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Everyone who joins a club becomes part of its legacy, whether they’re an officer or a member at large who just attends functions. It’s up to the club historian to record the notable events during his tenure. The position, however, extends beyond just writing down what happens. The historian’s job duties can extend to being a photographer, filmmaker and researcher.
Compiling a year-end scrapbook is typically one of the club historian’s main duties. All significant information involving the club should be included in the scrapbook, including club advertisements, newsletters, newspaper articles, event programs, ticket stubs and photos. The historian doesn’t have to be as intrusive as a member of the paparazzi, but he should show up to events with a camera, or he needs to delegate that responsibility. The scrapbook can be a simple collection of material or a professional-level bound book with high-quality scans. It all depends on the historian’s imagination, technological knowledge and budget. The historian can also use his camcorder to make a video scrapbook. The important thing is to collect keepsakes that club members can look back on.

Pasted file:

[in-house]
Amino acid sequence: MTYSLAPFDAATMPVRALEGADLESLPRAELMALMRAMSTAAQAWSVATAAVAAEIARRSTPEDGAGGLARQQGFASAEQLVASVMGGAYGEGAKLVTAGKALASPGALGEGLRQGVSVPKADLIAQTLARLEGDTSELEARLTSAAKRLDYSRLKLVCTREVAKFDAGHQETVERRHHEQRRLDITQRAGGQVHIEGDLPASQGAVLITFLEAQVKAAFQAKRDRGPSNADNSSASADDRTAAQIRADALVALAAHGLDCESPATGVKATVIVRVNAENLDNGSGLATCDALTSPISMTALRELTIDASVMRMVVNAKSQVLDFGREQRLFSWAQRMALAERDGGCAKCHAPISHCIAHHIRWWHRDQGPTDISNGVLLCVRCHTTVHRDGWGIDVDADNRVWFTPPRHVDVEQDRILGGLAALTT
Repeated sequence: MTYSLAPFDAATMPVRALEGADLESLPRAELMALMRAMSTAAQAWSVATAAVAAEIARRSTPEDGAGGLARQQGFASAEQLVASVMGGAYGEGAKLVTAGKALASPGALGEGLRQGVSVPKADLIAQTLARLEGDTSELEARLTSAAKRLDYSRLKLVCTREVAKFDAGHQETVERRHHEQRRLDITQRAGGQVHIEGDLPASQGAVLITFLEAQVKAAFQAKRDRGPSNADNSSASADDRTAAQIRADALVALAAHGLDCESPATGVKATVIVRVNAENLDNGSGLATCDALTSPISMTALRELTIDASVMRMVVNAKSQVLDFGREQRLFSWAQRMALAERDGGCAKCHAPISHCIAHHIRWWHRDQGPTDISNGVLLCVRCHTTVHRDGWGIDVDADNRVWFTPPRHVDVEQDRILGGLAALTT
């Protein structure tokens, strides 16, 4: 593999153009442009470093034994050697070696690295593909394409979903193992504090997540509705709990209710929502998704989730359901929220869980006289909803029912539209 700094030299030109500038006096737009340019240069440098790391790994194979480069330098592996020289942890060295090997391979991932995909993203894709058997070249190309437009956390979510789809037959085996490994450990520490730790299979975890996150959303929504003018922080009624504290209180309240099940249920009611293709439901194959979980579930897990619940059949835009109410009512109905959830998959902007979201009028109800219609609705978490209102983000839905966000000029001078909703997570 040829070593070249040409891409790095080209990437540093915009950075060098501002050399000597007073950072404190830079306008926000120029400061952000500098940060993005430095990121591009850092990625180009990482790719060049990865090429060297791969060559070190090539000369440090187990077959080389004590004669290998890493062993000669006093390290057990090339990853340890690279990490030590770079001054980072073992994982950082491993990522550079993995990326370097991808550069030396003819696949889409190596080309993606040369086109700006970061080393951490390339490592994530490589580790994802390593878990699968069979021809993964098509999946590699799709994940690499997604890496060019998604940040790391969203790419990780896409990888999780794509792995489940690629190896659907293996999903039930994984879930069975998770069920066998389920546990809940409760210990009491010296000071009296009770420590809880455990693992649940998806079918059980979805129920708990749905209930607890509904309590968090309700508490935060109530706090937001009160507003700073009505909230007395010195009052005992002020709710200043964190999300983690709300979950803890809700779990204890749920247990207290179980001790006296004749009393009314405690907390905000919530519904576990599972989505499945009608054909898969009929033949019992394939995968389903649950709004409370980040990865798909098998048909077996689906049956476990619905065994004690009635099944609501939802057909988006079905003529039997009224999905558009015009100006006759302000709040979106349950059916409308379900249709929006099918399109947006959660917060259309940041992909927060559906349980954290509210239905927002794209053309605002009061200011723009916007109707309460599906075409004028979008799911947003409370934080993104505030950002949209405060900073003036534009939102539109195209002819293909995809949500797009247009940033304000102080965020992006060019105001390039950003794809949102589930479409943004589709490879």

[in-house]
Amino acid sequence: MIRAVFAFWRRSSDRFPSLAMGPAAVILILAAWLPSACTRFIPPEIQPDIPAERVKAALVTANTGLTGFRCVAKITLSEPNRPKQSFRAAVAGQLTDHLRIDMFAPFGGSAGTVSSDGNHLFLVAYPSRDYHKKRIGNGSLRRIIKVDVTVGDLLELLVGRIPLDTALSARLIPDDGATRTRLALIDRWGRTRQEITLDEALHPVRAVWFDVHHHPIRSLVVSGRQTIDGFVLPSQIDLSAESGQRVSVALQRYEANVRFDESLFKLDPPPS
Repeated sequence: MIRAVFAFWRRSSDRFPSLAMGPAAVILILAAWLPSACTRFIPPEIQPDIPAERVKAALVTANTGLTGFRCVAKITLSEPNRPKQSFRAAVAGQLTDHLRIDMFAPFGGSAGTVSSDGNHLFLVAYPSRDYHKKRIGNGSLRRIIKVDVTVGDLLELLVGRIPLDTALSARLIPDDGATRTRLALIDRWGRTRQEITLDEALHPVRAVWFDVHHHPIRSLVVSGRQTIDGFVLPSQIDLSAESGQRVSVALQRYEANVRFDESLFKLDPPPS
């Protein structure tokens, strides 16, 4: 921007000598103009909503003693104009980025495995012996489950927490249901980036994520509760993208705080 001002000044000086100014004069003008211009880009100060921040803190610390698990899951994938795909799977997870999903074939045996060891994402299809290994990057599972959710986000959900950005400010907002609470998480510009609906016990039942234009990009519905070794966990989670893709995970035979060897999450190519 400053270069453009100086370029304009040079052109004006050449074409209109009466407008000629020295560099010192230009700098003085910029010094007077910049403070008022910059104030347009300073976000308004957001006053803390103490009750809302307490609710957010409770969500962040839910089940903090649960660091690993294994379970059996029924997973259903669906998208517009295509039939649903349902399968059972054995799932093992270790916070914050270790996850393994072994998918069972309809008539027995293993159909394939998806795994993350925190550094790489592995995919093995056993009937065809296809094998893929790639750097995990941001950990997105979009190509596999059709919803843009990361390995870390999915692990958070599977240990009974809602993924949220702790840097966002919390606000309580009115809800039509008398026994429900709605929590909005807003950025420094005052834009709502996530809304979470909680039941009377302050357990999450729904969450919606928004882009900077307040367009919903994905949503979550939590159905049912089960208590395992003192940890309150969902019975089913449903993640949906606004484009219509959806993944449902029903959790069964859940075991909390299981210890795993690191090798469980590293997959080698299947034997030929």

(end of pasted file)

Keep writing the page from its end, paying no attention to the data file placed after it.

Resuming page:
Many clubs keep detailed record books similar to those maintained by sports teams. Some clubs even go back decades. The historian needs to write all pertinent information in the book, such as the year's officers and award winners. All information should be double-checked for accuracy. If there is no record book, the historian should start one.
Some historians collect the nominations for the club's awards, such as Person of the Year. The historian needs to ensure that the nomination process is well-paced and fair, keeping the awards committee informed of any problems. At the cutoff date, the historian presents the nominees to the awards committee.
Keep Members Updated
A historian can serve to remind club members of upcoming milestones and other important dates, such as birthdays and anniversaries. He should refer to the club's historical documents, such as past scrapbooks and newsletters, to make sure all relevant dates are recognized.
A.M. David's articles have appeared in "The Washington Post" and several regional publications in a career spanning more than 15 years. He has also written for the "Princeton Packet" chain. He holds a Bachelor of Arts degree in journalism from the University of Maryland.